No se si me expliqué, pero tanto soy tan bueno explicando cosas. Especialmente si son voladas. Como todos…
- PeopleSoft echó a Craig Conway, su CEO. Seguramente esará en relación al manejo, o falta de manejo, de la oferta hostil de Oracle para comprar la compañía. Ellos dicen que dudan de su habilidad para liderar en esta crisis.
- Citigroup apuntó a Sallie Krawchek nueva CFO del gigante financiero. Tom la reemplazó como jefa de Smith Barney, su división de investigación de mercado.
- Feo día para ser Raymond Gilmartin, CEO de Merck: salió a luz que su droga para arthiritis, Vioxx, aumenta el riesgo tener un paro cardíaco.Detalles: Vioxx’s demise raises questions about Merck’s future as a top-tier drug company and whether it might be forced into a merger, which Mr. Gilmartin has long resisted. Merck’s shares plunged, erasing $26.8 billion from its market capitalization. Shares fell $12.07, or 27%, to $33 in 4 p.m. composite trading on the New York Stock Exchange. The stock is among the most widely held and is included in the 30-company Dow Jones Industrial Average. It was the largest drop in percentage terms for a Dow stock since United Technologies Corp. lost 28% in September 2001. Pfizer shares were up 1.4%.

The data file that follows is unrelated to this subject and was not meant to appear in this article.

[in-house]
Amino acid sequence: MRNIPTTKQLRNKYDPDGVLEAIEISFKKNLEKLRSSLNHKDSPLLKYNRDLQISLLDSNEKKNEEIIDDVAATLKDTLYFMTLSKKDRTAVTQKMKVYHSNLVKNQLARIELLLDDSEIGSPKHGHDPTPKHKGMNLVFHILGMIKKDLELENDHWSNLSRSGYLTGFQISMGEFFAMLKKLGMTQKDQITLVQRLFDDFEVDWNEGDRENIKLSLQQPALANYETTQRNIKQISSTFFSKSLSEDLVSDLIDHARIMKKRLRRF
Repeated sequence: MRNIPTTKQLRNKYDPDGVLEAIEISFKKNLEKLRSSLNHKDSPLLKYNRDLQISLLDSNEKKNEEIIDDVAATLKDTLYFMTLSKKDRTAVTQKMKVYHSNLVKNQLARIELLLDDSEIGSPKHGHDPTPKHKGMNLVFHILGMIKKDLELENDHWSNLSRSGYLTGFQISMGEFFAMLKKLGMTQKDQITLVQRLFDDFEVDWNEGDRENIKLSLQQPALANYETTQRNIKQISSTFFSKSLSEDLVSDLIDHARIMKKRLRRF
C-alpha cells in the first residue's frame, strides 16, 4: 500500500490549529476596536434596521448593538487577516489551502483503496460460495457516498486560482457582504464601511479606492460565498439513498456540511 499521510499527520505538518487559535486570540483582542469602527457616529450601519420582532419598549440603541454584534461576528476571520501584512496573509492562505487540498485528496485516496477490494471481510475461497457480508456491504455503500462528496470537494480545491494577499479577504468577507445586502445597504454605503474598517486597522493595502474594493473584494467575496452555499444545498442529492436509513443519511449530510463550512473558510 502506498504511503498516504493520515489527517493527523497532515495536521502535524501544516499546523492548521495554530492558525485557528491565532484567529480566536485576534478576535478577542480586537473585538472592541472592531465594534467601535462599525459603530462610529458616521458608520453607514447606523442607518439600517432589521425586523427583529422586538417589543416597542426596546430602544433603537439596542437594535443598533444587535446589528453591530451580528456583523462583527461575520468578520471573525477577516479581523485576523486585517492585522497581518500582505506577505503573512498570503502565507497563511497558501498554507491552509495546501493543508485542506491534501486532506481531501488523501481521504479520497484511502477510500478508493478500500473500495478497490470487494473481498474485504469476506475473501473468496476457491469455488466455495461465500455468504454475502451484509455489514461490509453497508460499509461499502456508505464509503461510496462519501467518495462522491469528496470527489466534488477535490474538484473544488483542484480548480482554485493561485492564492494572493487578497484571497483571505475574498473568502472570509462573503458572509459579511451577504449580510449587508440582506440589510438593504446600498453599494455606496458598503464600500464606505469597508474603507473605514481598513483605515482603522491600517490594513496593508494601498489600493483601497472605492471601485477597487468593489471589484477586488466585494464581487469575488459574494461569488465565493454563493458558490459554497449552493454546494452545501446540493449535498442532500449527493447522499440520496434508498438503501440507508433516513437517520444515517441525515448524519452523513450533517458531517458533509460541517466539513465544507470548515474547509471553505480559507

Es lo único que tiene sentido, al menos eso me parece.
El concepto es simple: conectás tu tele a una aparatito, ese apartito a tu banda ancha, y listo, tenés disponibles todas las películas cuando las quieras, según las quieras, etc.
Pero hay más problemas de lo que parece, desde barreras tecnológicas hasta legales y de negocios. Todos se quieren meter, nadie quiere ceder el derecho a los bienes raíces de tu TV, ni de sus películas, etc, etc.
En fin, un bardo.